MORE nursery education should be carried out in schools to prepare children better for later education and help bridge the gap between rich and poor, the chief inspector of schools has said.
Sir Michael Wilshaw warned that too many early years education providers are failing to teach youngsters “social, emotional and learning skills” and get them ready to start primary school.
Pupils from poorer backgrounds are also too often falling behind their more privileged peers by the time they reach school age, but bringing “structured” early years provision into a school setting would help put them on equal footing.
His comments came ahead of Ofsted’s first Early Years Annual Report, published today, which will call for a radical shake-up of early years education in England.
The report will highlight the continuing gap between children from disadvantaged backgrounds and more affluent youngsters, saying too many children are not ready for school.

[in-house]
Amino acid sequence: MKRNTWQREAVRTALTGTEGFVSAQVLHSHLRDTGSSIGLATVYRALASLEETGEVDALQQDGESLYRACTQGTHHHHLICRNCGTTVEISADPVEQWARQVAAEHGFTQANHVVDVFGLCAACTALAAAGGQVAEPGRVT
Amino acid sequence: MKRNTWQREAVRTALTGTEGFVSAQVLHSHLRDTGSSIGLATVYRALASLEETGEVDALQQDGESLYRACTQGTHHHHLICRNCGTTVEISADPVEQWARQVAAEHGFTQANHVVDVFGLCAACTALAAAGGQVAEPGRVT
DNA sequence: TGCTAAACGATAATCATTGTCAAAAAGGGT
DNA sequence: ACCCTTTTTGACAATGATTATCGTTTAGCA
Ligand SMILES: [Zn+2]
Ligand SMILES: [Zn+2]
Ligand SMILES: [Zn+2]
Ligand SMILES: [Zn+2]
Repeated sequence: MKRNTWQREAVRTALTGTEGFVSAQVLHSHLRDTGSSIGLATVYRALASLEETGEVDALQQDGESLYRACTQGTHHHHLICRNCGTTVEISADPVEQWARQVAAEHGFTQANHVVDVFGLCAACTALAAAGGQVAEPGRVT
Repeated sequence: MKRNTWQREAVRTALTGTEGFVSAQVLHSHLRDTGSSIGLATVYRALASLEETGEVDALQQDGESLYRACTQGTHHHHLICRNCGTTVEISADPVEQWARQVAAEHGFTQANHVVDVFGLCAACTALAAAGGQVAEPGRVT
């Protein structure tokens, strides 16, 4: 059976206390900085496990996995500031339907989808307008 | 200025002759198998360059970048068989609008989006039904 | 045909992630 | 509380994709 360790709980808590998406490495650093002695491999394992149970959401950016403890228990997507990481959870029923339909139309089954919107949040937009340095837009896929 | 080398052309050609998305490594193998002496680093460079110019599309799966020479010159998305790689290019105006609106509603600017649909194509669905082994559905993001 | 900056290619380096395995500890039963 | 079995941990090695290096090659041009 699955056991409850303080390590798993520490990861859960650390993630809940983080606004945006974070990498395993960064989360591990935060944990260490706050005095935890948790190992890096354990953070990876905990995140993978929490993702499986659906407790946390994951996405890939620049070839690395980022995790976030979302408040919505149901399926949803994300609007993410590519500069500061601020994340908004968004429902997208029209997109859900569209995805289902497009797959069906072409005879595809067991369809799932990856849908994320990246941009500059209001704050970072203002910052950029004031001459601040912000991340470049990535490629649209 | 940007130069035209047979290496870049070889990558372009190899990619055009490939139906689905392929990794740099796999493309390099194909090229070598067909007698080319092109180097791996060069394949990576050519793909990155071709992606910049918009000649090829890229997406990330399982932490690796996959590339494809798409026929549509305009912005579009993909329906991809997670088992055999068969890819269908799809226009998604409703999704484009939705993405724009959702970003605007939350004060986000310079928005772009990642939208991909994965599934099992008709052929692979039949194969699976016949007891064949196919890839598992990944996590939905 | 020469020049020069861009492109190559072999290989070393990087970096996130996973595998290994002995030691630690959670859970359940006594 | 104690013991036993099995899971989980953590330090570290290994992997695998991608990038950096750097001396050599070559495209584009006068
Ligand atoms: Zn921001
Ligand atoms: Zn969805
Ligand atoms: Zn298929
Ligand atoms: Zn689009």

Only a third of children from low income backgrounds reach what is considered a good level of development at the early years stage, and once behind will struggle to catch up with their peers, Ofsted said.
Sir Michael will say: “Too many of our poorest children are getting an unsure start because the early years system is letting them down.”
But he will argue that this doesn’t have to be the case, saying: “There are areas of the country, particularly London, where most children do well and the gap between advantaged and disadvantaged is closing.
“There is nothing inevitable about the link between poverty and failure. Indeed we have to ask ourselves why, if this is being done well in some places, it isn’t being done everywhere else?
“We have to ask ourselves, if there is a political consensus on the importance of a sure start in life for all, if so much money is being spent on it, why on earth has so little changed?”